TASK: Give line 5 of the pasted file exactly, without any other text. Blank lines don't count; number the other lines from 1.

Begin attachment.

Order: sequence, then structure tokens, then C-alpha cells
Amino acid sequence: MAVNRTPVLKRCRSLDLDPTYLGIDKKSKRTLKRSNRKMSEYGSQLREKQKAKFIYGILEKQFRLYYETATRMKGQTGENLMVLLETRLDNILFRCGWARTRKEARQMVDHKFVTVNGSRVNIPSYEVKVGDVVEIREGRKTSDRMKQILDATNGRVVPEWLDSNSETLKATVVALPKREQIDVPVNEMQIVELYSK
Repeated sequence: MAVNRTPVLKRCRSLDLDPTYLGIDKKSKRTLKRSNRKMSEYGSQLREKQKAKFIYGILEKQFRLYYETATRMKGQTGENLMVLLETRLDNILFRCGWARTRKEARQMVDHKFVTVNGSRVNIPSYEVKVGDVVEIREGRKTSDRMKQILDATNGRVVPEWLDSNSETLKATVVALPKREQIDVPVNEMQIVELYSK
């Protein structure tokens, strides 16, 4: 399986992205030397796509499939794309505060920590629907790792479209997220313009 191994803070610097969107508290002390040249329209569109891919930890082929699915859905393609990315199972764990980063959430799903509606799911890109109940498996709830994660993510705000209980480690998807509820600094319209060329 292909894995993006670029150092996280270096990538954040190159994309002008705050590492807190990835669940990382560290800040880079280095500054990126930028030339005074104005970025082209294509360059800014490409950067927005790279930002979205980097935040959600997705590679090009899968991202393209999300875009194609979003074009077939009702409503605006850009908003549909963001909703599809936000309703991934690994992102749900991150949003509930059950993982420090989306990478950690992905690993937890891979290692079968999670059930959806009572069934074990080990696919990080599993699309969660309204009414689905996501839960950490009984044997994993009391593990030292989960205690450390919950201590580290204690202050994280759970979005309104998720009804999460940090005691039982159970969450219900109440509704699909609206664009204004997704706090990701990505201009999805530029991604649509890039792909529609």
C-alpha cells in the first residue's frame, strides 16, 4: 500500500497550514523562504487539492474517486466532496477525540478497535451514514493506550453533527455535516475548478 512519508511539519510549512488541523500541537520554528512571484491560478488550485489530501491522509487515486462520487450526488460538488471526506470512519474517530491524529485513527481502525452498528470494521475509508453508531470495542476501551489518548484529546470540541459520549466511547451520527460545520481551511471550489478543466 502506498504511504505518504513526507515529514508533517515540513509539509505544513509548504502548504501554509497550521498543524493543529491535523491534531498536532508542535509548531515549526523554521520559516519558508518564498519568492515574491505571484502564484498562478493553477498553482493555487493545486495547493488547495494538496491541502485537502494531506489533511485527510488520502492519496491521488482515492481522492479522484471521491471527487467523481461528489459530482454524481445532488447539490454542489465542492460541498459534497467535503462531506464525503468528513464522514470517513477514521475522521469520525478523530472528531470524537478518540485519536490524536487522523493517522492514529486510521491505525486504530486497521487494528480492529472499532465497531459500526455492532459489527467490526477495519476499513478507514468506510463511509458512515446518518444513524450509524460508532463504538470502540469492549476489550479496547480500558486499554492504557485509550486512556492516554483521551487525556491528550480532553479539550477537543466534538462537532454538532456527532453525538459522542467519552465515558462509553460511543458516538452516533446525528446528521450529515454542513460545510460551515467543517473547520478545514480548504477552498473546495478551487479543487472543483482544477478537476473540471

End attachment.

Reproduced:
C-alpha cells in the first residue's frame, strides 16, 4: 500500500497550514523562504487539492474517486466532496477525540478497535451514514493506550453533527455535516475548478 512519508511539519510549512488541523500541537520554528512571484491560478488550485489530501491522509487515486462520487450526488460538488471526506470512519474517530491524529485513527481502525452498528470494521475509508453508531470495542476501551489518548484529546470540541459520549466511547451520527460545520481551511471550489478543466 502506498504511504505518504513526507515529514508533517515540513509539509505544513509548504502548504501554509497550521498543524493543529491535523491534531498536532508542535509548531515549526523554521520559516519558508518564498519568492515574491505571484502564484498562478493553477498553482493555487493545486495547493488547495494538496491541502485537502494531506489533511485527510488520502492519496491521488482515492481522492479522484471521491471527487467523481461528489459530482454524481445532488447539490454542489465542492460541498459534497467535503462531506464525503468528513464522514470517513477514521475522521469520525478523530472528531470524537478518540485519536490524536487522523493517522492514529486510521491505525486504530486497521487494528480492529472499532465497531459500526455492532459489527467490526477495519476499513478507514468506510463511509458512515446518518444513524450509524460508532463504538470502540469492549476489550479496547480500558486499554492504557485509550486512556492516554483521551487525556491528550480532553479539550477537543466534538462537532454538532456527532453525538459522542467519552465515558462509553460511543458516538452516533446525528446528521450529515454542513460545510460551515467543517473547520478545514480548504477552498473546495478551487479543487472543483482544477478537476473540471